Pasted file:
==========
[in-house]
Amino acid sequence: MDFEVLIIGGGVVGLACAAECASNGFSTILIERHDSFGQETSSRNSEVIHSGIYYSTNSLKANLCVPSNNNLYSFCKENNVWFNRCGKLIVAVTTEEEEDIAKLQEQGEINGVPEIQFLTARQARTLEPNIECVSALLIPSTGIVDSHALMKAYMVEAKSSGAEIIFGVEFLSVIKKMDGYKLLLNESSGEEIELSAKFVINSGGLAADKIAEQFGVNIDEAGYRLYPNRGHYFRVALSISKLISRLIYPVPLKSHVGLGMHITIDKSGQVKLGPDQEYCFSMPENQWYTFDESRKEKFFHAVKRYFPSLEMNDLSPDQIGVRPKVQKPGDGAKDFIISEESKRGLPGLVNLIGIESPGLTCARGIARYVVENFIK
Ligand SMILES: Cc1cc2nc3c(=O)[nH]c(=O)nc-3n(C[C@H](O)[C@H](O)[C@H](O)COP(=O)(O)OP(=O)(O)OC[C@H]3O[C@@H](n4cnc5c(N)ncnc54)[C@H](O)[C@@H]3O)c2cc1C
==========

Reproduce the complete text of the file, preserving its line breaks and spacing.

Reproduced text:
[in-house]
Amino acid sequence: MDFEVLIIGGGVVGLACAAECASNGFSTILIERHDSFGQETSSRNSEVIHSGIYYSTNSLKANLCVPSNNNLYSFCKENNVWFNRCGKLIVAVTTEEEEDIAKLQEQGEINGVPEIQFLTARQARTLEPNIECVSALLIPSTGIVDSHALMKAYMVEAKSSGAEIIFGVEFLSVIKKMDGYKLLLNESSGEEIELSAKFVINSGGLAADKIAEQFGVNIDEAGYRLYPNRGHYFRVALSISKLISRLIYPVPLKSHVGLGMHITIDKSGQVKLGPDQEYCFSMPENQWYTFDESRKEKFFHAVKRYFPSLEMNDLSPDQIGVRPKVQKPGDGAKDFIISEESKRGLPGLVNLIGIESPGLTCARGIARYVVENFIK
Ligand SMILES: Cc1cc2nc3c(=O)[nH]c(=O)nc-3n(C[C@H](O)[C@H](O)[C@H](O)COP(=O)(O)OP(=O)(O)OC[C@H]3O[C@@H](n4cnc5c(N)ncnc54)[C@H](O)[C@@H]3O)c2cc1C